Fusion of quantum dots leads to new world of artificial materials
Hebrew University nanoscientists say their manipulation of these artificial atoms could be used for new kinds of enhanced TV monitors or new color-based markers in biology
A team of Israeli scientists say they are able to create a whole new world of artificial materials by playing with the composition of quantum dots, tiny artificial atoms that are created chemically in a lab.
The nanoscience researchers, led by Professor Uri Banin at the Hebrew University of Jerusalem’s Institute of Chemistry and Center for Nanoscience and Nanotechnology, took the quantum dots and fused them together, creating new artificial molecules, which can be used as the basis for a whole new variety of materials.
Their findings were published in the latest edition of Nature Communications.
These artificial molecules can be compared to the rich selection of molecules that can be created from the elements of the periodic table. The periodic table of elements was set out in 1869 by Russia’s Dmitri Mendeleev, who classified 118 atoms found in nature according to their chemical properties. These atoms can be combined to form 150 million original molecules.
The Israeli researchers said they were “reinventing” the concept of the periodic table, this time with artificial atoms.
“This is an important discovery in the field of nano-particles and for the discovery of new nano-materials” that could have a variety of applications, said Banin in a phone interview.
In the past twenty years, scientists’ understanding of the physical properties of quantum dots and their levels of control over these tiny particles have increased tremendously, the Hebrew University said in a statement on Monday.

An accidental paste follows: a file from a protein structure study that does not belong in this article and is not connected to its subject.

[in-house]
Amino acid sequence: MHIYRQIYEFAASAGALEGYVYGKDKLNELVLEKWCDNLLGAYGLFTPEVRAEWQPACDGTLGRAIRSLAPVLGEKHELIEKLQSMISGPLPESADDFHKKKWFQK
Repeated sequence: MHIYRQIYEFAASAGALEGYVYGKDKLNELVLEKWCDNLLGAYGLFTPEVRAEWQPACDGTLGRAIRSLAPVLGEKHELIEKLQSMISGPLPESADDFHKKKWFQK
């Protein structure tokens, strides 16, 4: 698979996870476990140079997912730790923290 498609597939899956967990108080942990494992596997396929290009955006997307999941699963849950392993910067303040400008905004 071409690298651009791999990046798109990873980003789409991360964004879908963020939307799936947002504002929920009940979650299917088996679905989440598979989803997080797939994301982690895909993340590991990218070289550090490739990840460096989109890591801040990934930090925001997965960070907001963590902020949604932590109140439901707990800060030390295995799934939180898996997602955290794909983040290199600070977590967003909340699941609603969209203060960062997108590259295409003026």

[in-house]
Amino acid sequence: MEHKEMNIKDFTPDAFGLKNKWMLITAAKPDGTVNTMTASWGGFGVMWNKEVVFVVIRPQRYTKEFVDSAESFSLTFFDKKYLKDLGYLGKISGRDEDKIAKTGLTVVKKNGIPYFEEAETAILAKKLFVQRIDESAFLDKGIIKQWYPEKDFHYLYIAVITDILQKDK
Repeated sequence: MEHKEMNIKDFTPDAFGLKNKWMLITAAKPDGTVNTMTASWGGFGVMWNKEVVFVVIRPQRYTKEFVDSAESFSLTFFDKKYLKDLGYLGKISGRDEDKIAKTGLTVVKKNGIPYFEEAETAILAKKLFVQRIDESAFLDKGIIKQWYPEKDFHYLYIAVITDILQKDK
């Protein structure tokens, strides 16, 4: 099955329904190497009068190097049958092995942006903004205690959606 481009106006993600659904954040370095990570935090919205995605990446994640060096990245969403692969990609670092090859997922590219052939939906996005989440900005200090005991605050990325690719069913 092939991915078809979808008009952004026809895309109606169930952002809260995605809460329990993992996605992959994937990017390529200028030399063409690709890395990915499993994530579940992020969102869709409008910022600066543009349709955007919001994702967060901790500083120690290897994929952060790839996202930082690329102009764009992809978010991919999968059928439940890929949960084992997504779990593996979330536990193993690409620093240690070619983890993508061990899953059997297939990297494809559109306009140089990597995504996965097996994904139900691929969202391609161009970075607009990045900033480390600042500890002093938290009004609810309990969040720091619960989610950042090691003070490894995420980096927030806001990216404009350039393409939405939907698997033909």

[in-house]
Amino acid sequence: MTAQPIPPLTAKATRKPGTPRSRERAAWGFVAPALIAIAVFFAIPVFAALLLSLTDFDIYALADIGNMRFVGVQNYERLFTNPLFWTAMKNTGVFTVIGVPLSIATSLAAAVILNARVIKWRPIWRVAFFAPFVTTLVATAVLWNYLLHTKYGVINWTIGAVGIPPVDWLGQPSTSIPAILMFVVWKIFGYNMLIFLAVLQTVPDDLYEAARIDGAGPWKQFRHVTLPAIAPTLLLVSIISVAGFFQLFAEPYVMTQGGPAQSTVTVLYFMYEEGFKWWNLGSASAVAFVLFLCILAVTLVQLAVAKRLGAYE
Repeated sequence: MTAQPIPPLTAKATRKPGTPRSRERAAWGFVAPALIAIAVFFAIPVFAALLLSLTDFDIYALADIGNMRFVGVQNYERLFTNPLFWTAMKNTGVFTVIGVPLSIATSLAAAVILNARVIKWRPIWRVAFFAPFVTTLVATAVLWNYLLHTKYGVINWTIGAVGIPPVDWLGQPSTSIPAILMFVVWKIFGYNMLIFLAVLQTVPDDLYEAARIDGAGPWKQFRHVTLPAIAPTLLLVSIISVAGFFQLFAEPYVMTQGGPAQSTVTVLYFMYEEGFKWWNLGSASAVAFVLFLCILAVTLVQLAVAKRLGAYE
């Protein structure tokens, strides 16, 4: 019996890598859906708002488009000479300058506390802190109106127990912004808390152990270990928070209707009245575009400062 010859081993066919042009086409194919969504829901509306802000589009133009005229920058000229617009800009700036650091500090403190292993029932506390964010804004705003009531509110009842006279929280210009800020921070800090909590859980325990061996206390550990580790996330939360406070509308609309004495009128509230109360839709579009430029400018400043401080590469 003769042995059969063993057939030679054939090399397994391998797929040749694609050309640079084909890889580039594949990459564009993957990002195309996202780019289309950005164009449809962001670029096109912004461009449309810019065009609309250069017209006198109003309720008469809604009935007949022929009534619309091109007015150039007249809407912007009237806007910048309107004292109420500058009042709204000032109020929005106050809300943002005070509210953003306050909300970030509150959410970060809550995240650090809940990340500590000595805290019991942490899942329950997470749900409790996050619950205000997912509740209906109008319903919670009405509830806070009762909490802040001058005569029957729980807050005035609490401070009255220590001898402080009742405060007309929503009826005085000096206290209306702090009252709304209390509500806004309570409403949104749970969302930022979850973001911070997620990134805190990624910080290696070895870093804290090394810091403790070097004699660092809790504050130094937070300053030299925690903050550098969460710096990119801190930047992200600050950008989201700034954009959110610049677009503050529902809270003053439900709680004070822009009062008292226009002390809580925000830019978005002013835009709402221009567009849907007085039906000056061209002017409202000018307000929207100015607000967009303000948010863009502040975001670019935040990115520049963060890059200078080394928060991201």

This has led to widespread application of quantum dots — from bio-imaging and bio-tracking, relying on the fact that quantum dots emit different colors based on their size, to solar energy and next-generation TV monitors with exceptional color quality.
The Hebrew University team’s discovery could lead to new kinds of enhanced displays, Banin said, or could be used as new color-based markers in biology.
“With these artificial atoms, we can enrich the variety of materials,” he said.
Quantum dots are nano-sized chunks of crystal, created through a chemical process in labs, that contain hundreds to thousands of semiconductor atoms. When viewed through an electron microscope they look like dots.
As with real atoms, when you combine artificial atoms, they create a new (artificial) molecule with unique properties and characteristics. These molecules are referred to as “artificial” because they’re not one of the 150 million original molecules that have been formed by combining atoms from the 118 known elements in the periodic table.
Unlike their periodic table counterparts, quantum dot atoms are “mercurial” in nature, changing their physical, electronic and optical properties when their size changes.
For example, a larger quantum dot will emit a red light, while a smaller one of the same material will emit a green light.
This new development lays the foundations for the formation of a wide variety of fused quantum dot molecules.
Taking into account the “rich selection of size and composition” of these quantum dots, there are many “exciting possibilities” for the creation of new artificial molecules, with a “great promise for their utilization in numerous opto-electronic, sensing and quantum technologies applications,” Banin said in the statement.